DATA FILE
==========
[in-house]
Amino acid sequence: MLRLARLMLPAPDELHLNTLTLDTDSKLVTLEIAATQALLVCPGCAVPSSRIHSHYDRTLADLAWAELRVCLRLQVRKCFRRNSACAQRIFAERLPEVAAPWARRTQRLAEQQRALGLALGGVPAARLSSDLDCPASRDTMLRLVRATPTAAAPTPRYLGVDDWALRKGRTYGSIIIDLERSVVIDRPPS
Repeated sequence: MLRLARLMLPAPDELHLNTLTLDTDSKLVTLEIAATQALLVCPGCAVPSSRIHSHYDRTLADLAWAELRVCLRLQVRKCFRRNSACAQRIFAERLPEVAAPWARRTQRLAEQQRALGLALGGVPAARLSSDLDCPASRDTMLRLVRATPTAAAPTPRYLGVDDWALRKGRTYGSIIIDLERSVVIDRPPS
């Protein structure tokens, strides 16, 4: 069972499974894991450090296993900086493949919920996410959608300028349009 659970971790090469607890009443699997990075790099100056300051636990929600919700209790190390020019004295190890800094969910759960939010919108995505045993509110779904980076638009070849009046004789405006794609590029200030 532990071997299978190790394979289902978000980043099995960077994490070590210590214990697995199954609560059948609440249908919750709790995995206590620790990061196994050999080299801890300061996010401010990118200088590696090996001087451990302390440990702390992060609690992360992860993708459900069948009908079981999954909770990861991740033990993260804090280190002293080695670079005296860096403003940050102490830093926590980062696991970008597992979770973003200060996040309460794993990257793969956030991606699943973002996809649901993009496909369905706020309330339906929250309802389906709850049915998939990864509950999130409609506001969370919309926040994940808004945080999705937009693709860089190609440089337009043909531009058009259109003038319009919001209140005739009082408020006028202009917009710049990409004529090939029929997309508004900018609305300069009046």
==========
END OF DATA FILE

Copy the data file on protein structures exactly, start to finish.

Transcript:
[in-house]
Amino acid sequence: MLRLARLMLPAPDELHLNTLTLDTDSKLVTLEIAATQALLVCPGCAVPSSRIHSHYDRTLADLAWAELRVCLRLQVRKCFRRNSACAQRIFAERLPEVAAPWARRTQRLAEQQRALGLALGGVPAARLSSDLDCPASRDTMLRLVRATPTAAAPTPRYLGVDDWALRKGRTYGSIIIDLERSVVIDRPPS
Repeated sequence: MLRLARLMLPAPDELHLNTLTLDTDSKLVTLEIAATQALLVCPGCAVPSSRIHSHYDRTLADLAWAELRVCLRLQVRKCFRRNSACAQRIFAERLPEVAAPWARRTQRLAEQQRALGLALGGVPAARLSSDLDCPASRDTMLRLVRATPTAAAPTPRYLGVDDWALRKGRTYGSIIIDLERSVVIDRPPS
């Protein structure tokens, strides 16, 4: 069972499974894991450090296993900086493949919920996410959608300028349009 659970971790090469607890009443699997990075790099100056300051636990929600919700209790190390020019004295190890800094969910759960939010919108995505045993509110779904980076638009070849009046004789405006794609590029200030 532990071997299978190790394979289902978000980043099995960077994490070590210590214990697995199954609560059948609440249908919750709790995995206590620790990061196994050999080299801890300061996010401010990118200088590696090996001087451990302390440990702390992060609690992360992860993708459900069948009908079981999954909770990861991740033990993260804090280190002293080695670079005296860096403003940050102490830093926590980062696991970008597992979770973003200060996040309460794993990257793969956030991606699943973002996809649901993009496909369905706020309330339906929250309802389906709850049915998939990864509950999130409609506001969370919309926040994940808004945080999705937009693709860089190609440089337009043909531009058009259109003038319009919001209140005739009082408020006028202009917009710049990409004529090939029929997309508004900018609305300069009046």